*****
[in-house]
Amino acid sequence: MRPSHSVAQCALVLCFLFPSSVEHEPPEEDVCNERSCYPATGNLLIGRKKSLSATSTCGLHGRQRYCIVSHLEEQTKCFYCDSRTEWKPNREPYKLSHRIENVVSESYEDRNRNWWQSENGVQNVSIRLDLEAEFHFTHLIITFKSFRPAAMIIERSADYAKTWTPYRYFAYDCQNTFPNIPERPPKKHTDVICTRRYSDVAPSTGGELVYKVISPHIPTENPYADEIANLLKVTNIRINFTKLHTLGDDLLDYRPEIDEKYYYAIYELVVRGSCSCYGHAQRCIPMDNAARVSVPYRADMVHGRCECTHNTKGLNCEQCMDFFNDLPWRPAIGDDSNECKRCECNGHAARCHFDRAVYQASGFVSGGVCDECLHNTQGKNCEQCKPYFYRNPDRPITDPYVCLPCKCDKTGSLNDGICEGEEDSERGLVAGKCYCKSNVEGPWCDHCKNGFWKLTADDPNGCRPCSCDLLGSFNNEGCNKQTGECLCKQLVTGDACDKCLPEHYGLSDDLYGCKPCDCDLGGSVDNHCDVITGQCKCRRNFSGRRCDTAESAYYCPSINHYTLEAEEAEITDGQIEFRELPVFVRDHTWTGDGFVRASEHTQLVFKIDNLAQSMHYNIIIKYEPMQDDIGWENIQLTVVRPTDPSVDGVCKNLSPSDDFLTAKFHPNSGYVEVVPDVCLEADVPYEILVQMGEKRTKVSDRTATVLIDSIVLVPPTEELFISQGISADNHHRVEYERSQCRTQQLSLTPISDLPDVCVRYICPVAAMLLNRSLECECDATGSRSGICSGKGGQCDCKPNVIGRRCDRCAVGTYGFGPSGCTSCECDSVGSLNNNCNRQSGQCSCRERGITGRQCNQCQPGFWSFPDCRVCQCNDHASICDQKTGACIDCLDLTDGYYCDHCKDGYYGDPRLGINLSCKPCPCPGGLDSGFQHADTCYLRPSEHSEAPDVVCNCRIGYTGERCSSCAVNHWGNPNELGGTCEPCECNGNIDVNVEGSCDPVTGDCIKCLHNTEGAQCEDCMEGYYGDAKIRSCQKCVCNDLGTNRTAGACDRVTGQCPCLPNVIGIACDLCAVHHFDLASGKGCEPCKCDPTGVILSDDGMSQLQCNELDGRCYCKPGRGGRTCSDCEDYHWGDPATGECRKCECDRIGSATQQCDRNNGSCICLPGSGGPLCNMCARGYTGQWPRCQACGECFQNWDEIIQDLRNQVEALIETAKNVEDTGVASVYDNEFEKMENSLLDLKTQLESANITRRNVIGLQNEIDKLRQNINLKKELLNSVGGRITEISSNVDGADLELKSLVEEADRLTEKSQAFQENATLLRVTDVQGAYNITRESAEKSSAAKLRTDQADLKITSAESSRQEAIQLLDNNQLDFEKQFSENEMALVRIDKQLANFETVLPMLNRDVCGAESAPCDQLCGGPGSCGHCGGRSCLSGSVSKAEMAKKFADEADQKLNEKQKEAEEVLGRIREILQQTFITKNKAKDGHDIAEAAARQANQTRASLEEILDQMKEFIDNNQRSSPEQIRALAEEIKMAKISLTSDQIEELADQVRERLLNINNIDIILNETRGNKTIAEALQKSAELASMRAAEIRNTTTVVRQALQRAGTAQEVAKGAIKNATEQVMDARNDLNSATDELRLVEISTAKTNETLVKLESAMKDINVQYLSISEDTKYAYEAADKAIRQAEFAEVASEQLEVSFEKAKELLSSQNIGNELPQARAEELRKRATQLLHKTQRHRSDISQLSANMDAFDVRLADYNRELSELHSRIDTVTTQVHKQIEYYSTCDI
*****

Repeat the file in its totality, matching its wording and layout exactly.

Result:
[in-house]
Amino acid sequence: MRPSHSVAQCALVLCFLFPSSVEHEPPEEDVCNERSCYPATGNLLIGRKKSLSATSTCGLHGRQRYCIVSHLEEQTKCFYCDSRTEWKPNREPYKLSHRIENVVSESYEDRNRNWWQSENGVQNVSIRLDLEAEFHFTHLIITFKSFRPAAMIIERSADYAKTWTPYRYFAYDCQNTFPNIPERPPKKHTDVICTRRYSDVAPSTGGELVYKVISPHIPTENPYADEIANLLKVTNIRINFTKLHTLGDDLLDYRPEIDEKYYYAIYELVVRGSCSCYGHAQRCIPMDNAARVSVPYRADMVHGRCECTHNTKGLNCEQCMDFFNDLPWRPAIGDDSNECKRCECNGHAARCHFDRAVYQASGFVSGGVCDECLHNTQGKNCEQCKPYFYRNPDRPITDPYVCLPCKCDKTGSLNDGICEGEEDSERGLVAGKCYCKSNVEGPWCDHCKNGFWKLTADDPNGCRPCSCDLLGSFNNEGCNKQTGECLCKQLVTGDACDKCLPEHYGLSDDLYGCKPCDCDLGGSVDNHCDVITGQCKCRRNFSGRRCDTAESAYYCPSINHYTLEAEEAEITDGQIEFRELPVFVRDHTWTGDGFVRASEHTQLVFKIDNLAQSMHYNIIIKYEPMQDDIGWENIQLTVVRPTDPSVDGVCKNLSPSDDFLTAKFHPNSGYVEVVPDVCLEADVPYEILVQMGEKRTKVSDRTATVLIDSIVLVPPTEELFISQGISADNHHRVEYERSQCRTQQLSLTPISDLPDVCVRYICPVAAMLLNRSLECECDATGSRSGICSGKGGQCDCKPNVIGRRCDRCAVGTYGFGPSGCTSCECDSVGSLNNNCNRQSGQCSCRERGITGRQCNQCQPGFWSFPDCRVCQCNDHASICDQKTGACIDCLDLTDGYYCDHCKDGYYGDPRLGINLSCKPCPCPGGLDSGFQHADTCYLRPSEHSEAPDVVCNCRIGYTGERCSSCAVNHWGNPNELGGTCEPCECNGNIDVNVEGSCDPVTGDCIKCLHNTEGAQCEDCMEGYYGDAKIRSCQKCVCNDLGTNRTAGACDRVTGQCPCLPNVIGIACDLCAVHHFDLASGKGCEPCKCDPTGVILSDDGMSQLQCNELDGRCYCKPGRGGRTCSDCEDYHWGDPATGECRKCECDRIGSATQQCDRNNGSCICLPGSGGPLCNMCARGYTGQWPRCQACGECFQNWDEIIQDLRNQVEALIETAKNVEDTGVASVYDNEFEKMENSLLDLKTQLESANITRRNVIGLQNEIDKLRQNINLKKELLNSVGGRITEISSNVDGADLELKSLVEEADRLTEKSQAFQENATLLRVTDVQGAYNITRESAEKSSAAKLRTDQADLKITSAESSRQEAIQLLDNNQLDFEKQFSENEMALVRIDKQLANFETVLPMLNRDVCGAESAPCDQLCGGPGSCGHCGGRSCLSGSVSKAEMAKKFADEADQKLNEKQKEAEEVLGRIREILQQTFITKNKAKDGHDIAEAAARQANQTRASLEEILDQMKEFIDNNQRSSPEQIRALAEEIKMAKISLTSDQIEELADQVRERLLNINNIDIILNETRGNKTIAEALQKSAELASMRAAEIRNTTTVVRQALQRAGTAQEVAKGAIKNATEQVMDARNDLNSATDELRLVEISTAKTNETLVKLESAMKDINVQYLSISEDTKYAYEAADKAIRQAEFAEVASEQLEVSFEKAKELLSSQNIGNELPQARAEELRKRATQLLHKTQRHRSDISQLSANMDAFDVRLADYNRELSELHSRIDTVTTQVHKQIEYYSTCDI